Obviously, one part of the problem is my inexperience with video editing.  It has never been my full-time job, so I have only ever really had to dabble in it. 

A second problem is the footage I am working with.  Yes, I recorded the video but as it was all live and unscripted, we really couldn’t do retakes.  I got what I got.

The third, and most frustrating, problem is the tools that are out there for editing video footage on a computer.  They suck.  The vast majority of software packages are designed to edit videos of your child and/or cat (usually the same entity) doing something that every other child and/or cat does; or, if it is really special, impersonating a dog which, let’s be honest, every child and/or cat does.  Slightly above those software packages in price and usability is Adobe Premiere.

If you have read my previous posts, or had the unlucky occasion to discuss the topic in person with me, you know my love-hate relationship with Adobe Premiere.  It is the best software package on the market for the semi-professional video editor.  It is the most frustrating software package on the market for the semi-professional video editor.  I won’t dive into the wheres and whys at this juncture, but I did become exceptionally frustrated with using Premiere while editing one specific piece of footage for a Hearst Castle Ghost promotional video.

The video was supposed to be a sort of flashback to Brad’s vacation at SDCC2019, highlighting some of the things the Ghost did while in San Diego and how that turned Brad’s vacation into a stress factory.  One of the segments involved the sign used to harass the “Jesus People” across the street from the convention center.  Try as I might, I could not get Adobe Premiere to do what I wanted with this video.  After many long hours of frustration with Premiere, I wound up exporting the frames as jpg files and manually edited each one inside Adobe Photoshop.  Two minutes editing time for each frame.  Thirty frames a second.  It was a 13 second clip.  Do the math.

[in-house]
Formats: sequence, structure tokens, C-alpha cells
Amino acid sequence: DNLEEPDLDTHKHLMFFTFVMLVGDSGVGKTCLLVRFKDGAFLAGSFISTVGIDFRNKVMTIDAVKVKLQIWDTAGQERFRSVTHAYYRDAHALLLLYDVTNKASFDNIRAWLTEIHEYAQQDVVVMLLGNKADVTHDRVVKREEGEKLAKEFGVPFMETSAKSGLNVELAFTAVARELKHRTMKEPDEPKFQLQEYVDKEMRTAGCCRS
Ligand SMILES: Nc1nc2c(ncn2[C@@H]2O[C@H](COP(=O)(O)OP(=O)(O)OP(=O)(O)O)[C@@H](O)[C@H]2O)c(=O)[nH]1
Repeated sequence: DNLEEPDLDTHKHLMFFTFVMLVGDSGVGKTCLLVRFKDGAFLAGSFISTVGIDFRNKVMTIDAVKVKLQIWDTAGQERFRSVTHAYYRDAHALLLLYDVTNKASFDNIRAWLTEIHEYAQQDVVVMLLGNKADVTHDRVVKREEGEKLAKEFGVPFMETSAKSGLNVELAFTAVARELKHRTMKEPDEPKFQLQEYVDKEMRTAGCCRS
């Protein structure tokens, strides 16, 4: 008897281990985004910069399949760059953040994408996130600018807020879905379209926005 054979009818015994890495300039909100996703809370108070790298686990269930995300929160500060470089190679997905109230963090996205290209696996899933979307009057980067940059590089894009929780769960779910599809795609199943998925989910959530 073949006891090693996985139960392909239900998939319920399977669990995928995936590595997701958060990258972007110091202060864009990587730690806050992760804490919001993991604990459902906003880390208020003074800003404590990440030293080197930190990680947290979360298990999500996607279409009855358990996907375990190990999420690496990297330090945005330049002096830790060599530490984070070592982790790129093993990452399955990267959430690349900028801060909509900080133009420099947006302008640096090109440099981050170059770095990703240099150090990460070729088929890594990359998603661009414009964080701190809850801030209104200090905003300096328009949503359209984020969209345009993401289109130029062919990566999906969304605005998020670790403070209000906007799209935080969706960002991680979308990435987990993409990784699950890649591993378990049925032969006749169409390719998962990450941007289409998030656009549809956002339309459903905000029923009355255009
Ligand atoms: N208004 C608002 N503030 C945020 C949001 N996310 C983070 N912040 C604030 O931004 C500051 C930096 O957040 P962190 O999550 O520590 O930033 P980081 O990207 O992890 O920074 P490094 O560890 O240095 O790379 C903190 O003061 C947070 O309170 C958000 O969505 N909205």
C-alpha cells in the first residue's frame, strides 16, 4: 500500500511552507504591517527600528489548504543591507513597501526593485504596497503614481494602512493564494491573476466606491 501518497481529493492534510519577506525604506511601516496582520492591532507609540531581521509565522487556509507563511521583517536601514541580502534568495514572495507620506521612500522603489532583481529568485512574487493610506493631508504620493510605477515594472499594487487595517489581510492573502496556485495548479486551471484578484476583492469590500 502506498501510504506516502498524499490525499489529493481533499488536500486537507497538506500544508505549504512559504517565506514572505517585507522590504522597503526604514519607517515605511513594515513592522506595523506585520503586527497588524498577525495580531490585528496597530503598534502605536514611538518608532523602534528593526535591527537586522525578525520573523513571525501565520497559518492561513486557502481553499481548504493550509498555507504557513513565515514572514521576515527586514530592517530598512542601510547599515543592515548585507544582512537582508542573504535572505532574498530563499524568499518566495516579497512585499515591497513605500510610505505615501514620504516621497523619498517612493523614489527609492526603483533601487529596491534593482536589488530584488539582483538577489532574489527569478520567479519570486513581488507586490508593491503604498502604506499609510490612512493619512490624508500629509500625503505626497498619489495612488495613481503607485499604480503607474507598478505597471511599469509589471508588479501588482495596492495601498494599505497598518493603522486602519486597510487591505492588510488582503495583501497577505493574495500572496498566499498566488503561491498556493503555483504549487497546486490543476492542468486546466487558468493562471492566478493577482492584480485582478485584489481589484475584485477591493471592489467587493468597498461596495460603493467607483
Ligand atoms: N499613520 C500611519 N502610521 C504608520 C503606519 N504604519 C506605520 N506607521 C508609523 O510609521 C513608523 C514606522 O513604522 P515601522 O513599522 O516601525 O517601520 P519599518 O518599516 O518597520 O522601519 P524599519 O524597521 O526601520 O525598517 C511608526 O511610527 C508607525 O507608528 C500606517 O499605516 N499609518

After I finished up all of that and several other clips, I ran into audio problems with two of the larger, more important videos and had to scrap the whole thing.  I am not ashamed to admit I cried.

Despite that, I did end up learning a few new tricks in video editing and added some items to my “Things I Have Learned” list.  I also wound up with one video that gave me that endorphin shot when I finished it.  I was (am) so in love with this clip that I immediately shared it out to a ton of people (read: I sent it to my mom). Although the parent video has been scrapped, I have decided to share it out with the rest of the world as well.

I still have every intention of including this in one of the upcoming promotional videos, but it is too much fun not to share on its own.  Trust me, hit play with volume on.

Anyway, I guess the point of this post is to say video editing is a lot more difficult and time consuming than most people believe.  I have only had a small taste of what these people do, but I do know that a video editor can make or break a web series, television show, or movie just as much (or more) than the writers, actors, and directors who get all the huge title sequence credits.  They are the unsung heroes of the entertainment industry who devote countless hours making everything look great long after everyone else has gone home.  Productions are collaborations and we should never forget that. 

Now go outside and play.

A Soliloquy On Facial Hair

I am my father’s son.  I’ve heard it all my life, “You look just like your father.”  There has never been any denying that.  So, when I was 8 or 9 years old and my father had grown out a mustache, the image stuck with me.  A few years later when he had grown out a beard for a brief period of time, I recorded every detail to memory.  These were images of my future should I opt for facial hair; thus, they were important images for a child entering adolescence and eventual adulthood.  Images that let me know that I did not want facial hair.

I won’t go into the various analysis I made regarding the growing of hair on my face versus my various features, but we will say it is enough to know that it was not something I liked the look of on my person.  Or rather the potential look of.  And for forty years I had kept myself mostly clean shaven, with never a whisker making it past a day or two.  That is until a trip to Europe kept me unshaven for an extended period.